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11 Dec 2014 Q&A Comments (7)

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What happened to those who committed a mortal sin before the sacrament of confession was instituted?

Full Question

What happened to those who committed a mortal sin before the sacrament of confession was instituted?


They would have needed perfect contrition for their souls to be cleansed of mortal sin. Perfect contrition is having sorrow over sins that is motivated by love for God rather than the fear of punishment only. Since God is both perfectly merciful and perfectly just, they could still obtain the forgiveness of sins and the purification of the soul.



  1. Patrick Gannon Reply

    Wait a minute. Let’s take masturbation, for example. It did not become a mortal sin until the RCC came into existence. Or abortion. In Numbers 5, Bible God provides his own recipe for abortion, and anyone who participated in his procedure would have committed a mortal sin according to the RCC, but didn’t know it, because they were doing what God told them to do. (Induce miscarriage by consuming e-coli based poison to test the fidelity of a wife). Mortal sins did not come into existence until the RCC began to classify sins in this manner. How can it be said that there even were any “mortal sins” prior to the advent of the Church? The only place in the bible that the two words even appear together in the same sentence is: “Therefore do not let sin reign in your mortal body so that you obey its evil desires.” Romans 6:12. There’s little, if any, biblical support for the “mortal sin” concept.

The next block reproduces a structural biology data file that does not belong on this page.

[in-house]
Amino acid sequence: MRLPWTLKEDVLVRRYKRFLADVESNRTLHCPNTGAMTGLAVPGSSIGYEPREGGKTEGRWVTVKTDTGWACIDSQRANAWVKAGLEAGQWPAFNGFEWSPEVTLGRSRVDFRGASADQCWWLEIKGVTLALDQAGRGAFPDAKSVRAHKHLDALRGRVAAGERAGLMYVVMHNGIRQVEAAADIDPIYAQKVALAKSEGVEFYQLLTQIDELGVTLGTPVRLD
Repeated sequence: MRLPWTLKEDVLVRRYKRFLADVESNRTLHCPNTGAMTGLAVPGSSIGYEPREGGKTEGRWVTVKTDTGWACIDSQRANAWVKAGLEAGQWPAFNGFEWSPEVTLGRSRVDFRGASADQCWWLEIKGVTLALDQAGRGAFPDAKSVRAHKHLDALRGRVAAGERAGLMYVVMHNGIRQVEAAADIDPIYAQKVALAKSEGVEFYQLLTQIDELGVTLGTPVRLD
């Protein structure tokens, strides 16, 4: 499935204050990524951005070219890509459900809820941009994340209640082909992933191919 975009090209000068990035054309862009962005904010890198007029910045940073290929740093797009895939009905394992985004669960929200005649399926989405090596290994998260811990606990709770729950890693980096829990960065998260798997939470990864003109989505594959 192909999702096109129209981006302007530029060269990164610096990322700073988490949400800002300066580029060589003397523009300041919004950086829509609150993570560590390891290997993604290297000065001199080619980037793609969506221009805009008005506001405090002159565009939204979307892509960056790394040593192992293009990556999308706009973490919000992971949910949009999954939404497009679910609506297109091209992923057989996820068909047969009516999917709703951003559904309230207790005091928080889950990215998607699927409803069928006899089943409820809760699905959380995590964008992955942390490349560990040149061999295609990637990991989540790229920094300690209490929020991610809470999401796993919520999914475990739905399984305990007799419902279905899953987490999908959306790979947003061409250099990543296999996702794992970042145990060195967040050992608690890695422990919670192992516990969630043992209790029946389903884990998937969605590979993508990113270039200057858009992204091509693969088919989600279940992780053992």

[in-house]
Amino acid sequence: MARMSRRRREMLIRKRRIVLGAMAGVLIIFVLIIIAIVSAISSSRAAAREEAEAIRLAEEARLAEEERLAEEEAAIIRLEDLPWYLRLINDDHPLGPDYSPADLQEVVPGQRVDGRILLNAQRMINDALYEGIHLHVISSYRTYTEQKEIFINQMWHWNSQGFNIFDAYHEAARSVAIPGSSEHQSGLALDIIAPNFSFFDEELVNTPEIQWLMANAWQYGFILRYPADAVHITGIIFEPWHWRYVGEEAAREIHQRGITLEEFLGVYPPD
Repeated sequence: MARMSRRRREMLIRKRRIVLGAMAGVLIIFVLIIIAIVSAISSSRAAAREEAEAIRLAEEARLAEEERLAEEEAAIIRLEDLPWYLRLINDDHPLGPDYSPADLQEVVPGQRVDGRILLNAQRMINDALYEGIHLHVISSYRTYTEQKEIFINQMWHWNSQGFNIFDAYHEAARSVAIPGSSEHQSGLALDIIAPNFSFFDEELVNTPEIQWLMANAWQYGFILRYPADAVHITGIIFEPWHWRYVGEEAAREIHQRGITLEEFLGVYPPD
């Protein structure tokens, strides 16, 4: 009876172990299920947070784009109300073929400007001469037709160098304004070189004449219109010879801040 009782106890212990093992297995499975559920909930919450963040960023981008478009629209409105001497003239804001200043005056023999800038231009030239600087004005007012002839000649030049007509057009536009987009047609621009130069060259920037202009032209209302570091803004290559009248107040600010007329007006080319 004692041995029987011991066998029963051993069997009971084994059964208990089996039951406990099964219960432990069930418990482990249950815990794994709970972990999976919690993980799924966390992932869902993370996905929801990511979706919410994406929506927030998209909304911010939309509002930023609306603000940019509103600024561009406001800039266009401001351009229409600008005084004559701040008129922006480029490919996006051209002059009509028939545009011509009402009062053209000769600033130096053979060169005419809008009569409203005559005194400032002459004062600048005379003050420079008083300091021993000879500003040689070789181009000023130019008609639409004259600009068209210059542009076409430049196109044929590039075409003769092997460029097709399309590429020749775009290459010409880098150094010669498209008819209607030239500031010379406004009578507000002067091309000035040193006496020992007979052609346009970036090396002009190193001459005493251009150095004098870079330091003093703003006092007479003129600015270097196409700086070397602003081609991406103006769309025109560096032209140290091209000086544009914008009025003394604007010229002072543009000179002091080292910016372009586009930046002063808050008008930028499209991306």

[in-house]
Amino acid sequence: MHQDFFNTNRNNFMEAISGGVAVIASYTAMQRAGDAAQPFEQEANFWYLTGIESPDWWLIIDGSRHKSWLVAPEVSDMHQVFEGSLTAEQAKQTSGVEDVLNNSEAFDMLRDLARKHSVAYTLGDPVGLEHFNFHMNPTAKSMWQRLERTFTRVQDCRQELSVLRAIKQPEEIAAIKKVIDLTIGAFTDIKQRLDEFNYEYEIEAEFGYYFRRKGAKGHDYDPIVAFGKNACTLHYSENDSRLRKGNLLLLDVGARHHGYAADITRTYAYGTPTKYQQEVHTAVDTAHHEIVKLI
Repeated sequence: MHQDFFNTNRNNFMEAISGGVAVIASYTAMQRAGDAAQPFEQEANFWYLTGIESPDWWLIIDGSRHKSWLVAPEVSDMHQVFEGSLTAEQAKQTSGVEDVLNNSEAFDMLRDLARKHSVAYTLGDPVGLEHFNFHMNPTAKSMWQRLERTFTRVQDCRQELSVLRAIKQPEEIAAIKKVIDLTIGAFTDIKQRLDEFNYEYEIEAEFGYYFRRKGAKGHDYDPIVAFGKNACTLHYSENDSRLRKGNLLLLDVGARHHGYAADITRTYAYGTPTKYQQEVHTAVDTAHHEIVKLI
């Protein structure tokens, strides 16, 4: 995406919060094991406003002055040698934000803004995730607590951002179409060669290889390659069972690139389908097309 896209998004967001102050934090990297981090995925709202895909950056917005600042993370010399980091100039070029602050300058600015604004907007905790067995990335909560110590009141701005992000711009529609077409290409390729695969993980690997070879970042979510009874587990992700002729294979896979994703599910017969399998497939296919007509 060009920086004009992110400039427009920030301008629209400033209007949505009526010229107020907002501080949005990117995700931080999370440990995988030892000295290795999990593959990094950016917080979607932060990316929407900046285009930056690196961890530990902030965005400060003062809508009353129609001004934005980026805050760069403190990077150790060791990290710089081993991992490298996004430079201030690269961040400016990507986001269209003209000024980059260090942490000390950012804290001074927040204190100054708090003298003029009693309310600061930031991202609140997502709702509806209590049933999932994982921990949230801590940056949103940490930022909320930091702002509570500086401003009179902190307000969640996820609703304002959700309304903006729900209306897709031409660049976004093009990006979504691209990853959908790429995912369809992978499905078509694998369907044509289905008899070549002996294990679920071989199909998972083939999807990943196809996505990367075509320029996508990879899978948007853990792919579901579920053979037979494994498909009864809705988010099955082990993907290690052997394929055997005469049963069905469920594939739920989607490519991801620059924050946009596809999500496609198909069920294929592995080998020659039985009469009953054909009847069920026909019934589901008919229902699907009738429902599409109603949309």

“They would have needed perfect contrition for their souls to be cleansed of mortal sin.” Not like us. We can waltz on down to church on a Saturday evening and get the sacrifice of Confession and trot back home to start with a fresh slate. They had no such mechanism, yet this answer says they are being held to a far higher standard. How is that just and fair?

    What I think the answer discreetly says here, is that most people went to one of the other three Hell’s after Jesus opened the gates of Sheol and woke everyone up, because everyone commits so-called mortal sins and few of us have time to properly beg forgiveness with “perfect contrition” in a church-sanctioned way, prior to death. What the author is saying here, it seems to me, is that almost all of them went to Hell. Think about that. Sheol was not a place of punishment, it was a place of permanent unconsciousness. The Jews believed at the end of time they would be wakened and judged – not for what they believed, but for what they did. When Jesus came, he woke up everyone in Sheol early, opened the gates and a handful went to heaven while most of the others must have gone to one of the other three Hells. (Gehenna, Hades or Tartarus), because surely few would have met the condition of “perfect contrition.” So you’re wakened from a permanent sleep, quickly found to have a number of mortal sins, and promptly sent off to hellfire. And this is the good news of Jesus? Not for those who already died… I’m guessing the majority of them would have preferred to sleep forever in Sheol. Let Bible God do as the bible tells us, and punish one’s offspring “to the third and fourth generation” for our sins. I suppose that’s more just than sending us to eternal torment.